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Teaching science sequentially from scratch

  1. Aug 28, 2010 #1
    I unfortunately know very little about science. The good news is that I have recently become very interested in it.

    Ok so, if we could pretend like I am an alien from another universe unlike ours, how would you suggest to begin studying? If you had to start over how would you learn it? Or maybe the best approach to this would be how would you teach your kids?

    Would you start with
    1)the properties of the universe? gravity? light?
    3)our bodies?

    I really want to gain an intuitive understanding of how it all works, so any tips on HOW you study would also be greatly appreciated.

    Many thanks
    Last edited: Aug 28, 2010
  2. jcsd
  3. Aug 28, 2010 #2
    This is a little hard to gauge. Most people have very specific interests, not just 'science'. If you were an alien, I would recommend you study biology first, because if we were talking to you, you'd be most interested in the most unique thing we humans have to offer: ourselves.

    But as for you, I never took a course in biology. I never found biology anything more than vaguely intriguing. It's all up to you, mate. Which of these do you find most interesting: physics, chemistry, biology, geology, implementation (I.E. engineering), ecology, zoology..?

    Typically, curricula are created in high school to correspond to the recipient's most likely math level. Thus, biology starts first, because you rarely need to quantify anything. Then chemistry, which needs a little algebra 1 and a bit of algebra 2. Then physics, which is very heavily math oriented.
  4. Aug 28, 2010 #3


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    Staff: Mentor

    If you don't know much math (little or no algebra, and no trigonometry), I suggest getting a textbook that is intended for a "descriptive physics" course, such as this one:

    Conceptual Physics, by Paul Hewitt

    Many U.S. colleges and universities use this book for courses for students who are not science majors. So do many high schools, for their non-AP courses.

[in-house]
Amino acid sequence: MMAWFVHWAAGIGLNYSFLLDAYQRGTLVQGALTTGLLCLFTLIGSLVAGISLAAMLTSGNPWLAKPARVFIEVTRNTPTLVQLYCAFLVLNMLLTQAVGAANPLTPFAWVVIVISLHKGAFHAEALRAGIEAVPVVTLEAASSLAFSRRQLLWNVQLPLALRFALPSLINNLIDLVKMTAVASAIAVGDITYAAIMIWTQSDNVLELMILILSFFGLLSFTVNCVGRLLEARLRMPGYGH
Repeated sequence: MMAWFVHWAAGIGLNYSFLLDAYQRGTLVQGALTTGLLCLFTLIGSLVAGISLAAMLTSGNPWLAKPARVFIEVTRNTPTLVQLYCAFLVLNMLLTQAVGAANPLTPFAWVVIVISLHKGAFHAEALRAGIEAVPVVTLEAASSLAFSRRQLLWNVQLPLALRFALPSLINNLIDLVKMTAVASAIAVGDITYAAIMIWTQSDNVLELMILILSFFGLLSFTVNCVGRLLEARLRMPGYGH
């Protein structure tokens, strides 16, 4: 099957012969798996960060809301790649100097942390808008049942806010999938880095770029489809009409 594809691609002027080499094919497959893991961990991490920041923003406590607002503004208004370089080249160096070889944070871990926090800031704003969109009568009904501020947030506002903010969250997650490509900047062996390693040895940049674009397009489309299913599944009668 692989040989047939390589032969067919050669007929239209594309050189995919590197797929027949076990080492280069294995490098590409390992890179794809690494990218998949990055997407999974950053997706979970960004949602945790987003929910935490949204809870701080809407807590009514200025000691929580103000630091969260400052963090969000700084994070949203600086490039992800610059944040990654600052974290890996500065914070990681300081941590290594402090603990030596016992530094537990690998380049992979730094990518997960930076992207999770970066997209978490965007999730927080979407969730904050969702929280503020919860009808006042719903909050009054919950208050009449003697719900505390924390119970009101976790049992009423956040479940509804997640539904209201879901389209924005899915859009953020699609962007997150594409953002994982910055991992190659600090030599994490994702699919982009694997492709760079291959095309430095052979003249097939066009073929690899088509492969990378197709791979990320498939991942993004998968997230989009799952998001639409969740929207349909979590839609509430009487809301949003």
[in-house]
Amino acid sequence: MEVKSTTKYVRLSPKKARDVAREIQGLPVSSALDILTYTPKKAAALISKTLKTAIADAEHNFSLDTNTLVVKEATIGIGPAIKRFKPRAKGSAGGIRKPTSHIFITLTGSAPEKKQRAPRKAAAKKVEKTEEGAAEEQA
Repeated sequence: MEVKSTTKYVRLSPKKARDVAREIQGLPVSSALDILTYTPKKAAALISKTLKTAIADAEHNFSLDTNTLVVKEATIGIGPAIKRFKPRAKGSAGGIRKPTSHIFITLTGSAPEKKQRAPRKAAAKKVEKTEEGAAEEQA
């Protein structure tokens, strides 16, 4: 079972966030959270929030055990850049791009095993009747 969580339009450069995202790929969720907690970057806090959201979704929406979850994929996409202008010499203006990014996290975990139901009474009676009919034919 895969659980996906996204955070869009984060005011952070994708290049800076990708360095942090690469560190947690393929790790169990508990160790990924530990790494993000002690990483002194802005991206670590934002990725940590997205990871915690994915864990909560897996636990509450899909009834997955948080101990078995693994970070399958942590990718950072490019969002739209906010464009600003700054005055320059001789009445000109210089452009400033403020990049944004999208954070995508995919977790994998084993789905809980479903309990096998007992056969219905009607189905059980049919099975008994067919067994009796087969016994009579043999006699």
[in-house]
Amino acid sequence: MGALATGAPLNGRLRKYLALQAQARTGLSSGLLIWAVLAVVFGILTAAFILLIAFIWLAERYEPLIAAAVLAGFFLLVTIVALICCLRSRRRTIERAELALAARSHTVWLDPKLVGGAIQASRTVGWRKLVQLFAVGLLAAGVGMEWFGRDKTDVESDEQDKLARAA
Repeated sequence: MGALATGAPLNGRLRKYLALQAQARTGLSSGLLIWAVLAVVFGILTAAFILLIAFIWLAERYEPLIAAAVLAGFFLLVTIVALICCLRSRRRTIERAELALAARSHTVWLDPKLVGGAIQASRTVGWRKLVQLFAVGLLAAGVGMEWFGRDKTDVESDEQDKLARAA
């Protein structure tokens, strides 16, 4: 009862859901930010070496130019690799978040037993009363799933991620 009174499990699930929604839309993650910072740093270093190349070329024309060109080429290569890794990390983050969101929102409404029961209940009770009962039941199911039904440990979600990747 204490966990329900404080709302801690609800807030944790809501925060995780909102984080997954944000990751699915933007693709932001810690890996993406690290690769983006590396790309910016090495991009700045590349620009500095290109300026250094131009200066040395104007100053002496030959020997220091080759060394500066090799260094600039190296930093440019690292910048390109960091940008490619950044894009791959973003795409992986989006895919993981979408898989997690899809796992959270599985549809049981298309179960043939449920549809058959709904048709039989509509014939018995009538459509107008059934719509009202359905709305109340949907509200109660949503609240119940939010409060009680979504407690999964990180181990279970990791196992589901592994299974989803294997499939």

If you don't want to pay that much money for a new copy of the latest edition, you can probably find a cheap used copy of an earlier edition. The physics is pretty much the same regardless of the edition. Most of the changes between editions are basically to force students taking courses to buy new copies from the publisher instead of used copies from previous users.
  5. Aug 29, 2010 #4
    Thanks so much that is great help Angry Citizen and jtbell.

    I think that is great advice to study what interests you, but the problem is that I am equally interested in all of it. It is not practical but it is the truth. I would like just like to be able to go for a walk, look around, and understand everything that is happening around me, that's all.

    So the consensus is to study maths simultaneously, i think that is wise.

    Biology / algebra 1 and a bit of algebra 2 (so will be ready for chem)
    Chemistry / more algebra and trig (so will be ready for physics)
    Physics /

    I mean, I wonder how people like Einstein studied, I think he was mostly self taught. (If any one has a rec on the best Einstein bio that would help).

    I would like to avoid rote memorization as much as possible and shoot for deep intuitive learning. I very much like the Sidis method mentioned on their website.

    Ok here is what confuses/bothers me - science is about not relying on dogma. But, I mean at some point, you have to just take the textbook's word for it, no? I can't go around splitting atoms, but I guess I should do as much home experimentation as I can.

    Do you guys just read text books? What else do you do to help you learn?
  6. Aug 29, 2010 #5
    The particulate nature of matter probably.
  7. Aug 29, 2010 #6
    Well, I try to get an historical context whenever possible. Like with the non-quantum model of the atom, I looked at the Rutherford experiment to see how they determined it. Quite ingenious, actually.
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